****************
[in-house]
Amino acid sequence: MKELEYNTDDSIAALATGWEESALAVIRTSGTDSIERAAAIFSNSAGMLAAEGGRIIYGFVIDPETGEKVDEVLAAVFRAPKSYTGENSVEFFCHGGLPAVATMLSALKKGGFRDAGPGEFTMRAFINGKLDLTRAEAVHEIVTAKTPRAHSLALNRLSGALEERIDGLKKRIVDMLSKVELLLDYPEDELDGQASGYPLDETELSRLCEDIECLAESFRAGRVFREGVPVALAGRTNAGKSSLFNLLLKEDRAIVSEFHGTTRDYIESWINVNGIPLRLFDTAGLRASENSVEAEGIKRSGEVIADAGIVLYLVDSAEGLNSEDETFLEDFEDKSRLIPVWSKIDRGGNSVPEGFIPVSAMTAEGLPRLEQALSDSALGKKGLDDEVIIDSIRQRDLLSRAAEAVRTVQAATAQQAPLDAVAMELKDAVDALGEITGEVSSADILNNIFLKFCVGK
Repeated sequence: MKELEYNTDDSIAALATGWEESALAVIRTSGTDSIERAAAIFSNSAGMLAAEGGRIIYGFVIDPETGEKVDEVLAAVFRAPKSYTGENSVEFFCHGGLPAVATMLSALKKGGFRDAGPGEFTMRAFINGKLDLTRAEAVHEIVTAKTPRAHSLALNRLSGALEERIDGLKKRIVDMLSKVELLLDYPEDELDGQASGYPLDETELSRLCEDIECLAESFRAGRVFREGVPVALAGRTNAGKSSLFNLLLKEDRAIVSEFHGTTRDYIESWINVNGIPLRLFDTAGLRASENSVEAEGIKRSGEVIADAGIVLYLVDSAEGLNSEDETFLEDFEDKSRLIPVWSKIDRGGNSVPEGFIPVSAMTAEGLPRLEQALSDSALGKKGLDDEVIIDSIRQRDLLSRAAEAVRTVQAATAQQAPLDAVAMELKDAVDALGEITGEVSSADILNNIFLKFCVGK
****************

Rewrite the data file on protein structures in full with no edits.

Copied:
[in-house]
Amino acid sequence: MKELEYNTDDSIAALATGWEESALAVIRTSGTDSIERAAAIFSNSAGMLAAEGGRIIYGFVIDPETGEKVDEVLAAVFRAPKSYTGENSVEFFCHGGLPAVATMLSALKKGGFRDAGPGEFTMRAFINGKLDLTRAEAVHEIVTAKTPRAHSLALNRLSGALEERIDGLKKRIVDMLSKVELLLDYPEDELDGQASGYPLDETELSRLCEDIECLAESFRAGRVFREGVPVALAGRTNAGKSSLFNLLLKEDRAIVSEFHGTTRDYIESWINVNGIPLRLFDTAGLRASENSVEAEGIKRSGEVIADAGIVLYLVDSAEGLNSEDETFLEDFEDKSRLIPVWSKIDRGGNSVPEGFIPVSAMTAEGLPRLEQALSDSALGKKGLDDEVIIDSIRQRDLLSRAAEAVRTVQAATAQQAPLDAVAMELKDAVDALGEITGEVSSADILNNIFLKFCVGK
Repeated sequence: MKELEYNTDDSIAALATGWEESALAVIRTSGTDSIERAAAIFSNSAGMLAAEGGRIIYGFVIDPETGEKVDEVLAAVFRAPKSYTGENSVEFFCHGGLPAVATMLSALKKGGFRDAGPGEFTMRAFINGKLDLTRAEAVHEIVTAKTPRAHSLALNRLSGALEERIDGLKKRIVDMLSKVELLLDYPEDELDGQASGYPLDETELSRLCEDIECLAESFRAGRVFREGVPVALAGRTNAGKSSLFNLLLKEDRAIVSEFHGTTRDYIESWINVNGIPLRLFDTAGLRASENSVEAEGIKRSGEVIADAGIVLYLVDSAEGLNSEDETFLEDFEDKSRLIPVWSKIDRGGNSVPEGFIPVSAMTAEGLPRLEQALSDSALGKKGLDDEVIIDSIRQRDLLSRAAEAVRTVQAATAQQAPLDAVAMELKDAVDALGEITGEVSSADILNNIFLKFCVGK